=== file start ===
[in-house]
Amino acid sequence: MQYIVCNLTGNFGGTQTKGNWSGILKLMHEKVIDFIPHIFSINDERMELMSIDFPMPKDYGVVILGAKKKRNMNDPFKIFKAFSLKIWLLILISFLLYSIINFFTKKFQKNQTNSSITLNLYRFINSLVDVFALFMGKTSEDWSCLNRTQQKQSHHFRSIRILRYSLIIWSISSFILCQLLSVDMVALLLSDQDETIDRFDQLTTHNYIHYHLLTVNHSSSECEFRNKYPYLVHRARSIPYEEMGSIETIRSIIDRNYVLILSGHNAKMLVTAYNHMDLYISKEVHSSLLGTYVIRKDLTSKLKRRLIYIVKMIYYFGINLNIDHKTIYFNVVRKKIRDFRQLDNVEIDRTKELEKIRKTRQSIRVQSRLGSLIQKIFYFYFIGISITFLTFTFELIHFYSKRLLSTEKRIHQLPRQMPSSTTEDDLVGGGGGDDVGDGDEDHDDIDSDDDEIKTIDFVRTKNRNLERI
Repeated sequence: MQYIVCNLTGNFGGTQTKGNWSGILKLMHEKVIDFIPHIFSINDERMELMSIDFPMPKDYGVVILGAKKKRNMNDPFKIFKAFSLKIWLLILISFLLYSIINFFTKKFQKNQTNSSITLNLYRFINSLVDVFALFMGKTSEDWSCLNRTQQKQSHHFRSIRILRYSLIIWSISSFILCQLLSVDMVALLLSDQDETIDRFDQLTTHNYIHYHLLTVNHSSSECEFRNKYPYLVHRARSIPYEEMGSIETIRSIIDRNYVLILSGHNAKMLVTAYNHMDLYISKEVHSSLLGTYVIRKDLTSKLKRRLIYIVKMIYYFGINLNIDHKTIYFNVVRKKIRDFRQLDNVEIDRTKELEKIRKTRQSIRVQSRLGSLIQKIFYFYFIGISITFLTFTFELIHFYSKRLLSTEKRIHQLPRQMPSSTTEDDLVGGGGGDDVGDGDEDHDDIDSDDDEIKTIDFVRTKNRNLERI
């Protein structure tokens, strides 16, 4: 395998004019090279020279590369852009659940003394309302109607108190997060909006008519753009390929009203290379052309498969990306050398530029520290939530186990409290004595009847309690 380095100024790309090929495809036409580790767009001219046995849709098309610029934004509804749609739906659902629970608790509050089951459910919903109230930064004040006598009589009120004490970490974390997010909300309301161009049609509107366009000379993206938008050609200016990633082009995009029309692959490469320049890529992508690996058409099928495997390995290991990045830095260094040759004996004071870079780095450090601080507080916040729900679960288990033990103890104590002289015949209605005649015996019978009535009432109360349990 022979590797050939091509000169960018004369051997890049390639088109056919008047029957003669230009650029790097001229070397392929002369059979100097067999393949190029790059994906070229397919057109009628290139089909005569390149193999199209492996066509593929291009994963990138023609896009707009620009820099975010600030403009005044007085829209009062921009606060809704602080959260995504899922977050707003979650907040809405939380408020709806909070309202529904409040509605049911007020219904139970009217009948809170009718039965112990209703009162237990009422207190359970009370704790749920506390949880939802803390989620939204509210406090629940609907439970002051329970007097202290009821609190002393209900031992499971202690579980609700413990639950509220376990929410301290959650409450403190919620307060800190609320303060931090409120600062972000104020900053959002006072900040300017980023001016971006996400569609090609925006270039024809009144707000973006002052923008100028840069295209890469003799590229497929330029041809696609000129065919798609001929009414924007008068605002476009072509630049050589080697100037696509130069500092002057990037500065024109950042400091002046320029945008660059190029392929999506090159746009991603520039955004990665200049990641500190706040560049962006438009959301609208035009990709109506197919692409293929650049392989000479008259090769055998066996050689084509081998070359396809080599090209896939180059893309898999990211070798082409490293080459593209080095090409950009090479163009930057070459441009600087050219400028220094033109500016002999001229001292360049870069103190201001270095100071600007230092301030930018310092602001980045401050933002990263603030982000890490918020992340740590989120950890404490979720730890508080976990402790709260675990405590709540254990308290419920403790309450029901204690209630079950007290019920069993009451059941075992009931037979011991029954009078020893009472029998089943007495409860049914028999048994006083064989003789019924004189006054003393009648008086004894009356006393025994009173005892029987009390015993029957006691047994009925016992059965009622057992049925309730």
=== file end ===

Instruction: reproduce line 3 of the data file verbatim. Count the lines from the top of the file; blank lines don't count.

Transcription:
Repeated sequence: MQYIVCNLTGNFGGTQTKGNWSGILKLMHEKVIDFIPHIFSINDERMELMSIDFPMPKDYGVVILGAKKKRNMNDPFKIFKAFSLKIWLLILISFLLYSIINFFTKKFQKNQTNSSITLNLYRFINSLVDVFALFMGKTSEDWSCLNRTQQKQSHHFRSIRILRYSLIIWSISSFILCQLLSVDMVALLLSDQDETIDRFDQLTTHNYIHYHLLTVNHSSSECEFRNKYPYLVHRARSIPYEEMGSIETIRSIIDRNYVLILSGHNAKMLVTAYNHMDLYISKEVHSSLLGTYVIRKDLTSKLKRRLIYIVKMIYYFGINLNIDHKTIYFNVVRKKIRDFRQLDNVEIDRTKELEKIRKTRQSIRVQSRLGSLIQKIFYFYFIGISITFLTFTFELIHFYSKRLLSTEKRIHQLPRQMPSSTTEDDLVGGGGGDDVGDGDEDHDDIDSDDDEIKTIDFVRTKNRNLERI